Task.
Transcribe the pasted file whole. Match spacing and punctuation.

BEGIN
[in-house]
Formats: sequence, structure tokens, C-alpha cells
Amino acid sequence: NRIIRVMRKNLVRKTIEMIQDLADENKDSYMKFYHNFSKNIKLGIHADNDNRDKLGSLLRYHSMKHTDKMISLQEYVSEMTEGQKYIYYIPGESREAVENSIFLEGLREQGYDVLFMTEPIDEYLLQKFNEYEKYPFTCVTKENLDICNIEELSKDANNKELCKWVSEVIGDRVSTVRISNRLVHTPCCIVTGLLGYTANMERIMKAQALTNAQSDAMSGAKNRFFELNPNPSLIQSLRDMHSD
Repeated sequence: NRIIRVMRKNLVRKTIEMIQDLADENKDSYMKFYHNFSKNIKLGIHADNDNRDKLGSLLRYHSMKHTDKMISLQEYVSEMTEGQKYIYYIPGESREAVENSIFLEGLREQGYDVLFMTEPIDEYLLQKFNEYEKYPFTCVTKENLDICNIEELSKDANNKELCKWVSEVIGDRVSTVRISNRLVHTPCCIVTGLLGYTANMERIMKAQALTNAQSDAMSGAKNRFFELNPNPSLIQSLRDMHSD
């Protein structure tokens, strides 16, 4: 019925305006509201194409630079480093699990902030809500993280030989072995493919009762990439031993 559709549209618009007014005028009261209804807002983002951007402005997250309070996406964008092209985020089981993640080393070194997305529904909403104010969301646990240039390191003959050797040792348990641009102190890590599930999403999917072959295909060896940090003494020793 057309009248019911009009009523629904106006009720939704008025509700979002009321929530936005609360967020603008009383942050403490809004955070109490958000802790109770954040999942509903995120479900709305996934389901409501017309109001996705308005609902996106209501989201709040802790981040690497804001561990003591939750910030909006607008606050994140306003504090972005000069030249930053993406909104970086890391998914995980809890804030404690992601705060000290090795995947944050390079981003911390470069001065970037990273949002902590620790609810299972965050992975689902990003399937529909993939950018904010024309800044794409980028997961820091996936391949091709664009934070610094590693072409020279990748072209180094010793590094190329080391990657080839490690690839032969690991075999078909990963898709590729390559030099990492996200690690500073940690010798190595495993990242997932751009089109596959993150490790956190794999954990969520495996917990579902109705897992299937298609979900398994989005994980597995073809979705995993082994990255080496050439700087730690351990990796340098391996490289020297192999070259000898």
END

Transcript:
[in-house]
Formats: sequence, structure tokens, C-alpha cells
Amino acid sequence: NRIIRVMRKNLVRKTIEMIQDLADENKDSYMKFYHNFSKNIKLGIHADNDNRDKLGSLLRYHSMKHTDKMISLQEYVSEMTEGQKYIYYIPGESREAVENSIFLEGLREQGYDVLFMTEPIDEYLLQKFNEYEKYPFTCVTKENLDICNIEELSKDANNKELCKWVSEVIGDRVSTVRISNRLVHTPCCIVTGLLGYTANMERIMKAQALTNAQSDAMSGAKNRFFELNPNPSLIQSLRDMHSD
Repeated sequence: NRIIRVMRKNLVRKTIEMIQDLADENKDSYMKFYHNFSKNIKLGIHADNDNRDKLGSLLRYHSMKHTDKMISLQEYVSEMTEGQKYIYYIPGESREAVENSIFLEGLREQGYDVLFMTEPIDEYLLQKFNEYEKYPFTCVTKENLDICNIEELSKDANNKELCKWVSEVIGDRVSTVRISNRLVHTPCCIVTGLLGYTANMERIMKAQALTNAQSDAMSGAKNRFFELNPNPSLIQSLRDMHSD
């Protein structure tokens, strides 16, 4: 019925305006509201194409630079480093699990902030809500993280030989072995493919009762990439031993 559709549209618009007014005028009261209804807002983002951007402005997250309070996406964008092209985020089981993640080393070194997305529904909403104010969301646990240039390191003959050797040792348990641009102190890590599930999403999917072959295909060896940090003494020793 057309009248019911009009009523629904106006009720939704008025509700979002009321929530936005609360967020603008009383942050403490809004955070109490958000802790109770954040999942509903995120479900709305996934389901409501017309109001996705308005609902996106209501989201709040802790981040690497804001561990003591939750910030909006607008606050994140306003504090972005000069030249930053993406909104970086890391998914995980809890804030404690992601705060000290090795995947944050390079981003911390470069001065970037990273949002902590620790609810299972965050992975689902990003399937529909993939950018904010024309800044794409980028997961820091996936391949091709664009934070610094590693072409020279990748072209180094010793590094190329080391990657080839490690690839032969690991075999078909990963898709590729390559030099990492996200690690500073940690010798190595495993990242997932751009089109596959993150490790956190794999954990969520495996917990579902109705897992299937298609979900398994989005994980597995073809979705995993082994990255080496050439700087730690351990990796340098391996490289020297192999070259000898």